Quotes of the day

posted at 10:41 pm on April 23, 2014 by Allahpundit

Rand Paul came to Chicago yesterday and did something a Republican thinking about running for president typically wouldn’t do: subject himself to a nearly hour-long grilling by the one-time chief political strategist for President Barack Obama.

“You are an intriguing person,” David Axelrod, the former White House senior adviser, now leading the Institute of Politics at the University of Chicago, said at the start of his on-stage conversation with the U.S. senator from Kentucky.

Paul, a favorite of the limited-government Tea Party movement who is considering a bid for the 2016 Republican presidential nomination, used stops in Chicago — Obama’s hometown — as the latest venues in offering himself as a different kind of Republican pushing his party to grow beyond its base.

***

Sen. Rand Paul is taking full advantage of Congress’s recess with a tour of speaking engagements in Real America. But more importantly, he used the time away from Washington to cultivate a decidedly different image: not the libertarian spark plug most people think of when they think of Rand Paul, but an old-fashioned, issues-oriented compassionate conservative.

Speaking at Josephinum Academy, a Catholic girls’ high school in Chicago, Paul talked to parents and students about public-school alternatives and supported the right for religious schools like Josephinum to receive federal money. School vouchers and charter schools have long been conservatives’ workaround to push against the public education system without seeming like they were pricing out low-income students…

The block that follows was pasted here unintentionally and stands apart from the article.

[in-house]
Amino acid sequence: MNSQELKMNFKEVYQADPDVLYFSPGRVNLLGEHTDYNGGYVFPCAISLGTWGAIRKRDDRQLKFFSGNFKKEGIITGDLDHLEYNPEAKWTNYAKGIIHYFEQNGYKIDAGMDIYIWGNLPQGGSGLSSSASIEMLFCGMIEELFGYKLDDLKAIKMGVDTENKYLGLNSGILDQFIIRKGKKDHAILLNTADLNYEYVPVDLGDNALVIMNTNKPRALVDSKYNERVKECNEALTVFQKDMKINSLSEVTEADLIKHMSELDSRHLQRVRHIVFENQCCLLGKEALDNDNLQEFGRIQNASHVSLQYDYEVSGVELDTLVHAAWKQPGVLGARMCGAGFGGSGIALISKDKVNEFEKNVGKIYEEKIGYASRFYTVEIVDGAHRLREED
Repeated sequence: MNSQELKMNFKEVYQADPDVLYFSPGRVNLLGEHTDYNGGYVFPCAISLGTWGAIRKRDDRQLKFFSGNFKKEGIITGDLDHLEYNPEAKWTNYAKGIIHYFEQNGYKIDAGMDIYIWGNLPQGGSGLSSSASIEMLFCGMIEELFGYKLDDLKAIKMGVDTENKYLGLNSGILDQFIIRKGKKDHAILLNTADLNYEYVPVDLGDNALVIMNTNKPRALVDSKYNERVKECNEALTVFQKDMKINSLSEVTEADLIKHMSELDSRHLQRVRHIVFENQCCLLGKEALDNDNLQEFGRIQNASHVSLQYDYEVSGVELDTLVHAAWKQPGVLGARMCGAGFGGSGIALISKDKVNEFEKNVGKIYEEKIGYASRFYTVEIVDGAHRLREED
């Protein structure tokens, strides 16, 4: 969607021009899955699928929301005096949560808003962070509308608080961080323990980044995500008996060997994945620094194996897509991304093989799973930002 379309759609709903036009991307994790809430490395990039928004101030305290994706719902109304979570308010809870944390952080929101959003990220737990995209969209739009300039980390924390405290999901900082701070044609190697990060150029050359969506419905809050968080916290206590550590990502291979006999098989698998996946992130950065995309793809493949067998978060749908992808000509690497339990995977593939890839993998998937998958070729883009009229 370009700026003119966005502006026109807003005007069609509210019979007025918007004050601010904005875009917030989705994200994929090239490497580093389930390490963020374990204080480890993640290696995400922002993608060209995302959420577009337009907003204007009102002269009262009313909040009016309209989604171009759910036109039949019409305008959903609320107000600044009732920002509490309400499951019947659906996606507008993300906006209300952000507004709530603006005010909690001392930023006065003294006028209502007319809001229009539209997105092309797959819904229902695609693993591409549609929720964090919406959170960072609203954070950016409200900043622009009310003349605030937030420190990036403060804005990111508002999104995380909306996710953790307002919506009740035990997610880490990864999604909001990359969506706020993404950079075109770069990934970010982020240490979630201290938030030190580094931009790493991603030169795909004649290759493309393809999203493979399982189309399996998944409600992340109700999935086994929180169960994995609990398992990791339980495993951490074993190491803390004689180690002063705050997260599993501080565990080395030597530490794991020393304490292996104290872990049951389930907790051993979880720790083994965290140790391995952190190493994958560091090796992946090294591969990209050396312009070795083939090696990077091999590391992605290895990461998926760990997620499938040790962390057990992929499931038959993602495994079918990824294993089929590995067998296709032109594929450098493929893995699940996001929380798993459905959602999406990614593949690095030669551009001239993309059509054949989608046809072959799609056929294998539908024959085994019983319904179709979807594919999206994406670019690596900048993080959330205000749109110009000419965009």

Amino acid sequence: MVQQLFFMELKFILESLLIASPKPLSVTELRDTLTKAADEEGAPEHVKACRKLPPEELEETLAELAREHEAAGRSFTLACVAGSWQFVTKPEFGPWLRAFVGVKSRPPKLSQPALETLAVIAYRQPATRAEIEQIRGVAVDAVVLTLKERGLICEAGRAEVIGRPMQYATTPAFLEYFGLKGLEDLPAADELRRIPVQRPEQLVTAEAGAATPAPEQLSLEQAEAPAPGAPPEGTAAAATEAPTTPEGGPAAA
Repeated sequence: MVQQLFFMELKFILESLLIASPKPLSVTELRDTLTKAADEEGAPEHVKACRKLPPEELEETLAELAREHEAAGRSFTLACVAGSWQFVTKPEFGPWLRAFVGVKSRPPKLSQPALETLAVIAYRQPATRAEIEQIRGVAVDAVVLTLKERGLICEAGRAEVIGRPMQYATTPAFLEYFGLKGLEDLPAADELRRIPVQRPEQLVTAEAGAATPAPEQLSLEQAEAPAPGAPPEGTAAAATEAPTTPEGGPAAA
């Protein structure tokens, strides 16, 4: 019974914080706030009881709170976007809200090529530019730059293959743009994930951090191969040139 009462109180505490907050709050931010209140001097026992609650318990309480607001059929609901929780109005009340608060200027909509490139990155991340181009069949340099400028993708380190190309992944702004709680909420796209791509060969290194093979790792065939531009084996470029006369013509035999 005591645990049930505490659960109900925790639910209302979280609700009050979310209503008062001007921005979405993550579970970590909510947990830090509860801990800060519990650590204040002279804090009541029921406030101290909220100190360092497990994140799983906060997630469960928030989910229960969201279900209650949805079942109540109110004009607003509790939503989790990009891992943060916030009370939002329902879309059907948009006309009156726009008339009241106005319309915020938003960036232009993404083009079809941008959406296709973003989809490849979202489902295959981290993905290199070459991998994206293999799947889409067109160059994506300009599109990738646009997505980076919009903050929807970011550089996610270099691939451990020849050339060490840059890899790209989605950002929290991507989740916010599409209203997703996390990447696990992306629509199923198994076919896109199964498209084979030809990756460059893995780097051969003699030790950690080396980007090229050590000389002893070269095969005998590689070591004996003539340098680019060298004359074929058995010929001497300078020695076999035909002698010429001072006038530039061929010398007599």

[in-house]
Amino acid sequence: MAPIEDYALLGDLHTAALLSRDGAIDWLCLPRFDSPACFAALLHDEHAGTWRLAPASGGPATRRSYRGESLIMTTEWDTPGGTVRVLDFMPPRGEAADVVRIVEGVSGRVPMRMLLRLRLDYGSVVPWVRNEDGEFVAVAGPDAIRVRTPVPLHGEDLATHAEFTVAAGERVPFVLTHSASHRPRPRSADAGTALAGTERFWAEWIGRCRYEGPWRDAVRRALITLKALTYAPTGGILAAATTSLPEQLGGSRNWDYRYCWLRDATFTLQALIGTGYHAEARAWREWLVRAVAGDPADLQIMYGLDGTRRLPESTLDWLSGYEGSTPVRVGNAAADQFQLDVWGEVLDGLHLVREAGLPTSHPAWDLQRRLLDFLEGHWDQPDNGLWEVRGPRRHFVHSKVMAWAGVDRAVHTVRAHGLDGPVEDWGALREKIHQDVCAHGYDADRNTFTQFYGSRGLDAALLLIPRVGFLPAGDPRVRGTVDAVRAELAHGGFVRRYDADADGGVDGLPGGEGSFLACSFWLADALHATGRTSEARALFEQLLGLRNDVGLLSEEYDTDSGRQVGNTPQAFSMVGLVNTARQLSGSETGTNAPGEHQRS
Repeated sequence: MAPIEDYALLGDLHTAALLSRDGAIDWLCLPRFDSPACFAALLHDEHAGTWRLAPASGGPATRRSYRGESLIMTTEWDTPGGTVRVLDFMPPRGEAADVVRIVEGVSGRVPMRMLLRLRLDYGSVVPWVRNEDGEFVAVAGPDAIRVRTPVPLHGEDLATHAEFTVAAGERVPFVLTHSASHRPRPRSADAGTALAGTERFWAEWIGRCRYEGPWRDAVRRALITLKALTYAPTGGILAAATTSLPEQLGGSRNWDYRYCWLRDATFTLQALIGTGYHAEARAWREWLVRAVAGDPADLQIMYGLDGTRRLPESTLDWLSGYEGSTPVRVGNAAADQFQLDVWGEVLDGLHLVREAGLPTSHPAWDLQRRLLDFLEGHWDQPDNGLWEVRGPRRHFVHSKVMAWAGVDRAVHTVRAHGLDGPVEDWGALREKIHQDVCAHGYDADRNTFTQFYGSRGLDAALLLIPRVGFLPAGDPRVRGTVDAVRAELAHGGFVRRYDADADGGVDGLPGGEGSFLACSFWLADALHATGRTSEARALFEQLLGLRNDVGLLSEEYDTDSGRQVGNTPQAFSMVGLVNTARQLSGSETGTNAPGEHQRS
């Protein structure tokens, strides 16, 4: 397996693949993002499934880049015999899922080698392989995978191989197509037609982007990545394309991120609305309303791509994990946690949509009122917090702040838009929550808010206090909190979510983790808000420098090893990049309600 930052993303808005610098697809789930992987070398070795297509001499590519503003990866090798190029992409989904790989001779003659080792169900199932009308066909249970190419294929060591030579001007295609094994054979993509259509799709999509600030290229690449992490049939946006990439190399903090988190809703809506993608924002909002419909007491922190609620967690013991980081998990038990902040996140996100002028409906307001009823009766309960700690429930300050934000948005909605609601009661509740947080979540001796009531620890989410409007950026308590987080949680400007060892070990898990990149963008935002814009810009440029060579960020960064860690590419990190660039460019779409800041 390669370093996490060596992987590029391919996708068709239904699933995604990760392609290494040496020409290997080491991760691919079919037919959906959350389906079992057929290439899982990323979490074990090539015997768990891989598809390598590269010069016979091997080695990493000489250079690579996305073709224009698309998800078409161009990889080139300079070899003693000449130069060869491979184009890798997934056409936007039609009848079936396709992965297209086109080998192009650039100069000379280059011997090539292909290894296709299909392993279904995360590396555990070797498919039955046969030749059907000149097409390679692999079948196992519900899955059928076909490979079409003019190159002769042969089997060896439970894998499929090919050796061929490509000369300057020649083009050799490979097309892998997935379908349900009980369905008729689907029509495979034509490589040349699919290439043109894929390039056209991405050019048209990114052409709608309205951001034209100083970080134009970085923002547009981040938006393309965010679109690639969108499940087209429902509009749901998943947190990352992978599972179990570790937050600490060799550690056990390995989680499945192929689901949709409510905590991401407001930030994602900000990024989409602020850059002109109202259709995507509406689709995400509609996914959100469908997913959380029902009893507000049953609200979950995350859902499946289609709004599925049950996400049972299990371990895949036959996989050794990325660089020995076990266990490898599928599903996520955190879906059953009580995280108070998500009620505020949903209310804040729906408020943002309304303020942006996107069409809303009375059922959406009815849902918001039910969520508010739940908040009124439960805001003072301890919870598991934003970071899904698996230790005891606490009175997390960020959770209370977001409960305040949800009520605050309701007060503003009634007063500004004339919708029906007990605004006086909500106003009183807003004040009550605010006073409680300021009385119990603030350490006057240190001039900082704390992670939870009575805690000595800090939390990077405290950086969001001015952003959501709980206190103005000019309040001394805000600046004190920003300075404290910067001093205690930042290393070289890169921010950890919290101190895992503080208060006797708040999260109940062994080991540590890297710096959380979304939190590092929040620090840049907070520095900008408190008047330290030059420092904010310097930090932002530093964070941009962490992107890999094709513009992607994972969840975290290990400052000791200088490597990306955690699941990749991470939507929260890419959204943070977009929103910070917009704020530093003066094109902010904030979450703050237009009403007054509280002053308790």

Since starting his first term in the Senate, Paul has made a point to travel around the country speaking to urban communities struggling with poverty—not exactly a friendly setting for Republican politicians.

Some have said that promoting school choice and urban revitalization is part of Paul’s grand plan to welcome minority voters into the GOP’s fold.

***

Sen. Rand Paul (R-Ky.) shot back at Bob Dole on Tuesday by arguing that a lack of political experience can be seen as positive.

Speaking to reporters in Chicago, Paul said that he was first a physician and then became a senator, despite people advising him to work his way up through the public service ladder as mayor and state legislator.

“I absolutely disagree with that because I think in some ways, when you have people who are career politicians, they’ve been beaten down by the system and are so part of the system that they can’t see all the problems of the system,” Paul said, according to The Chicago Sun-Times.

***

Despite the factual and political accuracy of Paul’s lamentations about Reagan-era fiscal policy, will conservatives reflexively outrage about this? Will it become fodder for the likes of Ted Cruz and Rick Santorum to pledge their undying love for Reagan’s ghost, in contrast to that turncoat Rand?

If any of the above does happen, it will be more of the same from conservatives. Overlooking the party’s 1980s failings is a key component of Reagan idolatry, and, sadly, it would prove they still have no interest in thinking about economics in a truly principled manner…

Yes, Reagan had to contend with a Democratic Congress, but many of the above policies were directly supported and/or proposed by the president. There’s simply no way around it; and Republicans would be better off listening to Rand Paul’s tough words rather than dismiss them as blasphemy.

***

In case you missed it, a minor controversy has erupted over Rand Paul’s recent comments about abortion…

From a pragmatic standpoint, however, Paul seems to be saying two things: 1). That he believes in the Thatcher maxim that first you win the argument, then you win the vote, and 2). That the pro-life cause is best served when it stresses areas where their is consensus (banning late-term abortion, for example) and doesn’t get too far over its skis (talking about rape, or stressing “personhood,” transvaginal ultrasounds, etc.)